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I think it all depends on your app requirement. I think for small meteor app a USD 5 Digital Ocean(DO) box is enough for everything – including Mongodb. which can be moved to USD 10 DO box as your app grows. The thing I like about DO is its simple pricing.

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I have a side project with a handful of concurrent users. It’s using Nginx, PM2, 2 Meteor instances and MongoDB on one machine with 2GB RAM, 50GB disk and 2 CPUs. It’s an older Scaleway dot com plan for one virtual machine. It means you have to take care yourself of installing the software you need, security hardening, backups and monitoring. So far it’s running 9 month without downtime, response times for methods and publications are usually around 100ms and it costs EUR 3.99 per month.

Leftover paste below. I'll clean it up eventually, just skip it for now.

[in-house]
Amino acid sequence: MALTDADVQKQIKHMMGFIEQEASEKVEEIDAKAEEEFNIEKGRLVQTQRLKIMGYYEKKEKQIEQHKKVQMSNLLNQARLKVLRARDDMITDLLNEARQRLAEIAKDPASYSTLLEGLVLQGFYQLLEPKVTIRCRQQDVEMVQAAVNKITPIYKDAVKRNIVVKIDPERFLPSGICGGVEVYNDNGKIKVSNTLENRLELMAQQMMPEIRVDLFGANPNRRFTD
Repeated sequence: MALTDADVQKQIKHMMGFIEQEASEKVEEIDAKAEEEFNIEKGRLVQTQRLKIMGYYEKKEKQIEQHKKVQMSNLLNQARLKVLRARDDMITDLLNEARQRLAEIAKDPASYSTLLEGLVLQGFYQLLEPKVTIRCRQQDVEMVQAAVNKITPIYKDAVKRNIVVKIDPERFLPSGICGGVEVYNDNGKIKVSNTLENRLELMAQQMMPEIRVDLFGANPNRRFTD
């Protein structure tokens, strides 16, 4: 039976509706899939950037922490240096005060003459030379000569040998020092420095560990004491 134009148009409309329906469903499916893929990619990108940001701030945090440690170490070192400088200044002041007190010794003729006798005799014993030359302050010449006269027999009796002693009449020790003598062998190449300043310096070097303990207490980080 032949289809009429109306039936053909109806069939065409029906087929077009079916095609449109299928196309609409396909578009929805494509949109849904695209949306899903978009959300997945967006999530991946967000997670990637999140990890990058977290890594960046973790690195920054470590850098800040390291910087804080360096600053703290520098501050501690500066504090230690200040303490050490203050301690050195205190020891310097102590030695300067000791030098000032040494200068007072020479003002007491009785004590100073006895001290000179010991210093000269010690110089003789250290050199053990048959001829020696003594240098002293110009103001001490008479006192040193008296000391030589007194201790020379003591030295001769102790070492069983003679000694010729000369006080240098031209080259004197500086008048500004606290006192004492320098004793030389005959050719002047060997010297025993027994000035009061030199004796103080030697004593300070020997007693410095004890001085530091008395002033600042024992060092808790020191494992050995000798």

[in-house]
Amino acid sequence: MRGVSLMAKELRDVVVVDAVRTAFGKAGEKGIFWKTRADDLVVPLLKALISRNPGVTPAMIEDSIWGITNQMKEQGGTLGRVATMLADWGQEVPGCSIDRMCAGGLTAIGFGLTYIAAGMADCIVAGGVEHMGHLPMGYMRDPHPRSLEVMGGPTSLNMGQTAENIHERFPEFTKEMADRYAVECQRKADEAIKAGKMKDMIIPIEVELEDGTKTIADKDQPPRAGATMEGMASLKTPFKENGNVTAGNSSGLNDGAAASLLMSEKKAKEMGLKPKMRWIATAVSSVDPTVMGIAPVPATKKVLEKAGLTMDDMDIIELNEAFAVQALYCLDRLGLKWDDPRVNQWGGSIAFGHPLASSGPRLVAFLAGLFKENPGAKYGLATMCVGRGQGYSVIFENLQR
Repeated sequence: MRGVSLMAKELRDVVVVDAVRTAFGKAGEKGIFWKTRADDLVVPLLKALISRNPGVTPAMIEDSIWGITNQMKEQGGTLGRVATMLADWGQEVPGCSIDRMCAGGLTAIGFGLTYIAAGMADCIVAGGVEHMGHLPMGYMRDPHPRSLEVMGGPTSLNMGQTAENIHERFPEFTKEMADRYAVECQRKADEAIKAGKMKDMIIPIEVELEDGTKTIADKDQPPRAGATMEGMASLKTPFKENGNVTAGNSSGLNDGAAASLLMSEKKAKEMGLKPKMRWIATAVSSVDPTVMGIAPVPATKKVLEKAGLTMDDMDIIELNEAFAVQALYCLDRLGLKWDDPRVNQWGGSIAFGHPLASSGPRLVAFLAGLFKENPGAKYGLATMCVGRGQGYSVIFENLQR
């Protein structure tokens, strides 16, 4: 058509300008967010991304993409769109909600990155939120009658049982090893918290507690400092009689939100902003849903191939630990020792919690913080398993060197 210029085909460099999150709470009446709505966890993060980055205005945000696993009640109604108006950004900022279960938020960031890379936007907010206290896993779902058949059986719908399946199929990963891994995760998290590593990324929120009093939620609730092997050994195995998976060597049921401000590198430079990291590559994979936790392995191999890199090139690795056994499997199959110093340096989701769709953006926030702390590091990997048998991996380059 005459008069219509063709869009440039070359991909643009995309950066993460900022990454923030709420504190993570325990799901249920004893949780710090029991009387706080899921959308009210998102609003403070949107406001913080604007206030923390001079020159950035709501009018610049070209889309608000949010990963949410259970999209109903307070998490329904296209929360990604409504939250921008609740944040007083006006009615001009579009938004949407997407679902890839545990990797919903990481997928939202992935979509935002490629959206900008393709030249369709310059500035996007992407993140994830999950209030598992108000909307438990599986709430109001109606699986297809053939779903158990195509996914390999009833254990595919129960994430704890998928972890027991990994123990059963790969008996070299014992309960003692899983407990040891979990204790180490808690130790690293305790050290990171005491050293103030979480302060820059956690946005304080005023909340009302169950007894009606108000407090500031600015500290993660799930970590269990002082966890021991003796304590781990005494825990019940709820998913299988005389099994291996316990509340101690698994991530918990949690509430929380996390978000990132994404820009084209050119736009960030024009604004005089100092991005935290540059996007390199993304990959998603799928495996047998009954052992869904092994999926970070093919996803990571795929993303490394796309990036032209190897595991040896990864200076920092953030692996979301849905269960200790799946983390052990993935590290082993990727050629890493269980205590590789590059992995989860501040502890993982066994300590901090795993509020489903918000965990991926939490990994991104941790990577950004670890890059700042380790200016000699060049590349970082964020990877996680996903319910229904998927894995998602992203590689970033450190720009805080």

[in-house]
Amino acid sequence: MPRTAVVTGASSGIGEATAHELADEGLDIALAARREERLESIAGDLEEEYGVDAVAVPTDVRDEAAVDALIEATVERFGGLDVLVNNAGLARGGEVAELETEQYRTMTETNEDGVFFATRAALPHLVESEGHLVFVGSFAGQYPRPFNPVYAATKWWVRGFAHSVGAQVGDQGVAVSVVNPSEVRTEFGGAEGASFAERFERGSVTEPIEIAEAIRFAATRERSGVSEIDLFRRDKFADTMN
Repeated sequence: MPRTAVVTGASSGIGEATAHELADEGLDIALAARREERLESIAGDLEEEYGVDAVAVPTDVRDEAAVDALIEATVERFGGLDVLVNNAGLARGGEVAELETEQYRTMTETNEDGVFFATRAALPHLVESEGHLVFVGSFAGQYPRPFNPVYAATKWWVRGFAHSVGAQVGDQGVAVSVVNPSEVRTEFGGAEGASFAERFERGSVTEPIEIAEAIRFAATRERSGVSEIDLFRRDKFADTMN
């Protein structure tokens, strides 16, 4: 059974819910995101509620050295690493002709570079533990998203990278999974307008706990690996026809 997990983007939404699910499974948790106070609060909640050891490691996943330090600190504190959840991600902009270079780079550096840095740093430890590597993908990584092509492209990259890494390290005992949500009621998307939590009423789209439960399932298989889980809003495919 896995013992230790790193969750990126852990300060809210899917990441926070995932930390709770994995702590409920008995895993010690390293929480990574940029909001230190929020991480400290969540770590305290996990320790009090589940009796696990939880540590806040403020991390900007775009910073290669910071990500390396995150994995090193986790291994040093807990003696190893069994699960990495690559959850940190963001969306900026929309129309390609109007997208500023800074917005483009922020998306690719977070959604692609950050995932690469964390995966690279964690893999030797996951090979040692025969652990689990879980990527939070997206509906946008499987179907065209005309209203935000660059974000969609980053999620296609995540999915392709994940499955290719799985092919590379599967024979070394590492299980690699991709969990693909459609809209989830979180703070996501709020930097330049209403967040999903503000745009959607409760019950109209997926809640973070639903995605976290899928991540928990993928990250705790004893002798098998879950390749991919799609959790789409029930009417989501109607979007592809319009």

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$7/mo for heroku hobby (includes ssl) + $0/mo mongodb atlas :+1:

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I agree with @znewsham AWS has been working really well for me. A T3.nano or micro are fine to run smaller apps. I have a T3.micro running a customer facing site and mongo db that is used by several people daily with no issues, I store all my images on s3 its also really cheap and keeps the server load down.

Cannot beat OpsCaptain pricing.

See original post:

You can host both your app and database for as low as $1.55/mo.

Who ever told you that hasn’t done much research - because this is what I’m doing.

I advise you to take a look at http://meteor-up.com/. Meteor-up (or mup) allows you to use any machine you want - as long as you have SSH access and can run docker on it to host your meteor project. It’s pretty robust, easy for getting started and I’ve used it for quite a while.

What it does is pretty simple: